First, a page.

One definition of unit testing is the process of taking the smallest piece of testable code in an application, isolating it from the remainder of your codebase, and determining if it behaves exactly as expected.
For an application to be considered well tested, each function should ideally have its own separate unit tests where it’s tested against the different conditions you expect it to handle. All tests must pass before functionality is considered complete. This allows developers to modify a unit of code and its dependencies with a level of confidence about whether these changes have caused any breakage.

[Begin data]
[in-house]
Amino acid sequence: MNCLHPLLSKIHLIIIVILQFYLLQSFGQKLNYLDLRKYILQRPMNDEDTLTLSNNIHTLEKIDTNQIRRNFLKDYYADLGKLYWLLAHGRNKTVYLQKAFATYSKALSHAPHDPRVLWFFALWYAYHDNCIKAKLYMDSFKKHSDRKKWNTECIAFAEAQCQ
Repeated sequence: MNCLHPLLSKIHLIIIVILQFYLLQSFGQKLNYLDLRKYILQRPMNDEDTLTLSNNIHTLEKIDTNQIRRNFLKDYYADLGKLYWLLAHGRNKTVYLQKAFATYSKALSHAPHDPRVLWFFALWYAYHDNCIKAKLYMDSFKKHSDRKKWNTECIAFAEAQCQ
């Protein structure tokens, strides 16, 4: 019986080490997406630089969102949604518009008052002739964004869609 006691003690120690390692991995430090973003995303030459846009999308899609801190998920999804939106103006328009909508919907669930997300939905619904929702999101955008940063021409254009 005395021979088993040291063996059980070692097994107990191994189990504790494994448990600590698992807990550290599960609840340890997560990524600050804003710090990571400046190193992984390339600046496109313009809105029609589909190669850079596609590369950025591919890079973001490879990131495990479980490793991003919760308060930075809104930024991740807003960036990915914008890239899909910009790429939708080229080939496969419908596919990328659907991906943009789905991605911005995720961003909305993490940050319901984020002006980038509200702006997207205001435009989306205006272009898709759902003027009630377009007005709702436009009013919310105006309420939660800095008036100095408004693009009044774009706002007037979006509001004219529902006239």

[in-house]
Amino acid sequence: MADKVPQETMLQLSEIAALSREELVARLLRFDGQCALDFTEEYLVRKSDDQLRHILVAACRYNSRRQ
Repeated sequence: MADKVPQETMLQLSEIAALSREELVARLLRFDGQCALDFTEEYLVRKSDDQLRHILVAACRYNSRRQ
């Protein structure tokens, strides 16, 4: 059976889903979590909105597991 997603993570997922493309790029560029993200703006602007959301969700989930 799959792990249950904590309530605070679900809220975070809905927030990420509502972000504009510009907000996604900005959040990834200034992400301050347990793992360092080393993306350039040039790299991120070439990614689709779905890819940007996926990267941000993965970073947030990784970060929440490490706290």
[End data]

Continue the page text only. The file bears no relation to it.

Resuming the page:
A basic example of unit testing is where a developer asserts that passing specific values to a sum function results in the correct value being returned. For an example more relevant to this book, we may wish to assert that adding a new todo item to a list correctly adds a model of a specific type to a Todos collection.
When you are building modern web applications, it’s typically considered a best practice to include automated unit testing as a part of your development process. In the following chapters, we are going to look at three different solutions for unit-testing your Backbone.js apps: Jasmine, QUnit, and SinonJS.